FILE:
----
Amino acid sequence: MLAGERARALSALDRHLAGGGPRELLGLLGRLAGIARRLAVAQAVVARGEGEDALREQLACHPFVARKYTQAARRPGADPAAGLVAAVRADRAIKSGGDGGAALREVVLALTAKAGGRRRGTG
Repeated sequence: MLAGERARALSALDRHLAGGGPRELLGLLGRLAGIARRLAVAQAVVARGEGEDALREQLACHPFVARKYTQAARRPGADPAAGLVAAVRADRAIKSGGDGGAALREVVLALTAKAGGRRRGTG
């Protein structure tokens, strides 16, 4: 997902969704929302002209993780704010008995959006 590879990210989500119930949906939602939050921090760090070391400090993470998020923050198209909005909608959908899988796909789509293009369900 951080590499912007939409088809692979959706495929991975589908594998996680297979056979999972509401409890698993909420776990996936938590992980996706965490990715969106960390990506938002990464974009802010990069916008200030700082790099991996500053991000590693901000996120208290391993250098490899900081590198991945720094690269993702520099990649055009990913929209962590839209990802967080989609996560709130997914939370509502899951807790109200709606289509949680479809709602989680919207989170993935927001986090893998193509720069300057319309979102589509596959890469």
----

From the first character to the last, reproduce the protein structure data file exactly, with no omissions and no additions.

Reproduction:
Amino acid sequence: MLAGERARALSALDRHLAGGGPRELLGLLGRLAGIARRLAVAQAVVARGEGEDALREQLACHPFVARKYTQAARRPGADPAAGLVAAVRADRAIKSGGDGGAALREVVLALTAKAGGRRRGTG
Repeated sequence: MLAGERARALSALDRHLAGGGPRELLGLLGRLAGIARRLAVAQAVVARGEGEDALREQLACHPFVARKYTQAARRPGADPAAGLVAAVRADRAIKSGGDGGAALREVVLALTAKAGGRRRGTG
């Protein structure tokens, strides 16, 4: 997902969704929302002209993780704010008995959006 590879990210989500119930949906939602939050921090760090070391400090993470998020923050198209909005909608959908899988796909789509293009369900 951080590499912007939409088809692979959706495929991975589908594998996680297979056979999972509401409890698993909420776990996936938590992980996706965490990715969106960390990506938002990464974009802010990069916008200030700082790099991996500053991000590693901000996120208290391993250098490899900081590198991945720094690269993702520099990649055009990913929209962590839209990802967080989609996560709130997914939370509502899951807790109200709606289509949680479809709602989680919207989170993935927001986090893998193509720069300057319309979102589509596959890469």